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Project AYIN

On March 15, 2017, I traveled to the Dominican Republic to do my first mission trip. During the week I was there, I encountered more people rich in spirit, than those I've sat with in America during a decade of ministry. 

I was given the opportunity to minister in a little church that had no electricity at night. The town that we were in, is only allowed eight to ten hours of electricity per day. By the time church service was due to start, they had already used their portion for the day. Humbled, and drenched with sweat, the Lord lead me to minister Psalm 23, as the people began to pour in to the small sanctuary with lit candles and flashlights. I personally have never seen such faith and dedication in my whole life...

Our fourth day into the trip, we went up into the mountains to meet a Christian Haitian family that had migrated to the Dominican Republic years prior. The family contained eleven children; ten girls and one boy. Their poverty was beyond anything I had ever encountered. The family lived in a wooden shack, with dirt floors and no running water. Two days prior, we purchased bottled water, food, and toiletries for them. The look on the children's faces as they opened the bags, took my breath away. After nearly three hours of sitting, talking and playing with the children, it torn my heart out to leave them, and I promised that I would return.


Going into this trip, I didn't want to experience the luxuries of resorts, modern hotels, restaurants, or beaches. We stayed mostly within the central part of the island, and ate and slept amongst the locals. Our meals consisted of pigeon peas, rice and chicken, with occasional fruit. After ministering, the people from the church insisted that we come into their homes and share a meal. This was their love offering. 

For nearly five months, I've taught out of the Book of Acts during my bible studies. The Lord instructed me to go through the book chapter by chapter, and verse by verse. When I asked why Acts, the Lord responded with, 

"I am preparing my Bride to walk in the same power and authority as the first century church."

And although operating as the first century church is a rare find in today's western church, I can honestly say I got to experience this while in the Dominican Republic.  "And there was not a needy person among them..."  -Acts 4:34  
There are many churches in the Dominican Republic. The country stands at about ninety percent Christian. In the beginning, the majority where devout Catholics. However in the recent years, Evangelicalism has spread across the island at rapid speed, and to my surprise, I found that there are more churches in the country, than there are pastors. We drove pass church after church that sat dormant in neighborhoods and villages.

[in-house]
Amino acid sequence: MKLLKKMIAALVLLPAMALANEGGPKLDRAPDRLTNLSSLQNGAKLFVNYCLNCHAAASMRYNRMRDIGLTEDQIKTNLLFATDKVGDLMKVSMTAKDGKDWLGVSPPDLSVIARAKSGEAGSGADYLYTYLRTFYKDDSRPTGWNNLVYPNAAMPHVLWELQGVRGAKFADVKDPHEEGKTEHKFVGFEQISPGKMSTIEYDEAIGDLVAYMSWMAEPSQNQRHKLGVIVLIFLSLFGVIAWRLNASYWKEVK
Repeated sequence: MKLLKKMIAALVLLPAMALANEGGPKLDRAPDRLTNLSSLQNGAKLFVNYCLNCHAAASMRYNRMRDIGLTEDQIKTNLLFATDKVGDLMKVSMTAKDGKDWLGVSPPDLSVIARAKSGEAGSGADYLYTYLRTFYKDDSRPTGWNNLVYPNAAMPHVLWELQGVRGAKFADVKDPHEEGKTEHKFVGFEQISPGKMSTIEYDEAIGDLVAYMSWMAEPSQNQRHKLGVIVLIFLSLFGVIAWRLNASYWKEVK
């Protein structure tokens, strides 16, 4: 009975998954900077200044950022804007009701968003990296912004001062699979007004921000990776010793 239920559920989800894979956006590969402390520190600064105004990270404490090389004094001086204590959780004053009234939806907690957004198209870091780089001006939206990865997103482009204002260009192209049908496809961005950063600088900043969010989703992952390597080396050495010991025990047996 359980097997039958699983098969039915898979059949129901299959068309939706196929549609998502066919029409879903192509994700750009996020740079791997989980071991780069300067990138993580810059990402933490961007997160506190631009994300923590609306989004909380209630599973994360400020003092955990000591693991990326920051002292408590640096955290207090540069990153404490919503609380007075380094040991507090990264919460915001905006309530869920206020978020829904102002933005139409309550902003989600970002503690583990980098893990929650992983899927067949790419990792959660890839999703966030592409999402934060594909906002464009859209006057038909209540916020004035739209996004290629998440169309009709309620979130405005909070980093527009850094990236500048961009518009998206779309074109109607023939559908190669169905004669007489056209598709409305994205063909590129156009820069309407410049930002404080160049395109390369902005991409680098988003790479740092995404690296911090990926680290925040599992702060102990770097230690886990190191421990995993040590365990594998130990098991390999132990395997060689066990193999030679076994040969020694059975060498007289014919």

On the fifth day of my journey, we trekked up a mountain to where a beautiful church sat in a small village of about forty families. The person who had the church built, also helped to bring electricity and running water to the village. However, there was no pastor for the church. The people longed for someone to come and teach them. I found that many churches in America have invested in building churches in the Dominican Republic, but failed to train pastors to lead the people. Therefore, the money given for these causes, in love offerings across churches abroad, are wasted.


I captured a photo of a well in a village that I visited. This type of well provides fresh water for the entire neighborhood. However, there are many villages and neighborhoods that do not have one. While on my missions, I talked with the people who have gone up to four weeks without fresh water. Others walk several miles to the nearest well in order to fill their jugs. Lack of water is a major issue in the Dominican Republic.

"I was thirsty and you gave me drink..." -Matthew 25:35

I have put a project together called Ayin (meaning "spring" or "well" in Hebrew) to help those in a particular providence to obtain enough wells, so that no one will have to travel more than four city blocks to get fresh water. However, my hope is to not just stop there. Poverty is marked throughout this country, and there are so many in need of the basic necessities, that the average American takes for granted every day.

If the Lord touches your heart to give to this project, you may send your contributions to;

Faithful Walk Healing Ministries
PO Box 561524
Charlotte, NC 28256  
If sending a donation by mail, please note "Project Ayin" on the check/money order, as one-hundred percent of all proceeds obtained will go to providing food, basic necessities and missions in the Dominican Republic. We are also looking into creating a newsletter to give updates on our progress with these projects. 

Lord willing, we will be returning to the Dominican Republic later on this year for another mission trip. In the meantime, my prayer is that we will be able provide the funding for the wells in these villages in the months to come. This was an life-changing experience for me, and I truly look forward to what God has in store with this ministry and the people of the Dominican Republic.

Mena Lee Grebin
Faithful Walk Healing Ministries